Thursday, June 14, 2012

Irvington Ice & Coal Expands

Irvington Ice & Coal flourished in the neighborhood for decades.  Begun in 1916, the operation grew over the years at its location at 400 South Ritter Avenue.  While these images of the company may not fit the mold of the  neighborhood, largely known for its winding streets, tall trees, and stately homes, it was nonetheless, an important part of the community.  Behind the complex, and stretching towards Burgess Avenue, workers toiled in the coal piles.  As you can see from these photos, it was a fairly large operation.

The Swartz and Thompson families ran the business.  Over the years, numerous men and a few women worked with the company. Below, you will see a photo of Mr. Rumpler, the debt collector, and one of Ralph McClure, who worked in the coal plies.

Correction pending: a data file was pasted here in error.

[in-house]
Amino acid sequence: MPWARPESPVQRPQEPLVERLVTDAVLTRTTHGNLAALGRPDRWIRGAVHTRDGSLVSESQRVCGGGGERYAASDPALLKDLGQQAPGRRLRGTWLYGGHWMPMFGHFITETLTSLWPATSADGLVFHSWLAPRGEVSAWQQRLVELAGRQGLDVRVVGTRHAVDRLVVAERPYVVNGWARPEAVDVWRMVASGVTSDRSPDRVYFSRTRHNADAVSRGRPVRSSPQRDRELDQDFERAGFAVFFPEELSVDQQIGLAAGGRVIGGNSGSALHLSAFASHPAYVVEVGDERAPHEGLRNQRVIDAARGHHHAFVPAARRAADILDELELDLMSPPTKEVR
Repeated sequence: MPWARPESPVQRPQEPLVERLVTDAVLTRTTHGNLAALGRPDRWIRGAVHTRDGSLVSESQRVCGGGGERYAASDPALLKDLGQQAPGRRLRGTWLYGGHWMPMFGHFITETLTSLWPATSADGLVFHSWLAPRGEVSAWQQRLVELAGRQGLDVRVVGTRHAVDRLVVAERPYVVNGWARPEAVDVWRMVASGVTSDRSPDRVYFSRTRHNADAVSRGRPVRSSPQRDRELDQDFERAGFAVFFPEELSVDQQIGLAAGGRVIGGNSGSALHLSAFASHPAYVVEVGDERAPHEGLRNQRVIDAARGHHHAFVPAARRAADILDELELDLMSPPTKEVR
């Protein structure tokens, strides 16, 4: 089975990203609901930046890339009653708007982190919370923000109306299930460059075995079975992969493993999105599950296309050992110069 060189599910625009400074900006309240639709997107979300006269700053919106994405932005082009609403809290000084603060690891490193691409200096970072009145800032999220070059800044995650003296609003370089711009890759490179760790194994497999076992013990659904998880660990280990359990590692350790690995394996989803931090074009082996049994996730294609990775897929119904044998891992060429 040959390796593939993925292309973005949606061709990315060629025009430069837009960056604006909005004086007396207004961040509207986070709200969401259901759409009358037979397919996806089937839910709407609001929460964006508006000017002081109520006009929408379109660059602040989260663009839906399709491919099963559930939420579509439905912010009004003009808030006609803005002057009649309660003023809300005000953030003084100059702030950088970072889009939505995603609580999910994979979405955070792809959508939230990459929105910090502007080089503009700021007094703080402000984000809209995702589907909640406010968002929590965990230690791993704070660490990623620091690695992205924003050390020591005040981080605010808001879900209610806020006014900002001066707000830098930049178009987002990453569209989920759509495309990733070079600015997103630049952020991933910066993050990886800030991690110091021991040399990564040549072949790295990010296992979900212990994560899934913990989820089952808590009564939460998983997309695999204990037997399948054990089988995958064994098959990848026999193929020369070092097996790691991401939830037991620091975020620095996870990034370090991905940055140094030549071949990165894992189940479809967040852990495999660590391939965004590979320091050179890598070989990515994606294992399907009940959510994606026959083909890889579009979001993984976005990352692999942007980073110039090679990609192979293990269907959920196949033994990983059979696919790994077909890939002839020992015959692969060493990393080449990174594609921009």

By the 1940s, the company had added onto the already large structure located along Ritter Avenue next  to the Baltimore and Ohio Railroad.  They also updated their fleet of vehicles.

Many Irvingtonians stayed warm in the winter thanks to this company and kept their food cool in their ice boxes during the warmer months.  As refrigeration became common, and citizens turned to natural gas, coal and ice companies like this one had to diversify or close shop.  Irvington Ice & Coal was eventually bought out by an oil company in the 1970s and shut down.  Today, several of the structures on the site still exist and a ghost sign still adorns at least one building.

These historic images are courtesy of Rodney and Sue Thompson.  You may also see additional views of this business by visiting the Irvington Historical Society located in the Bona Thompson Library.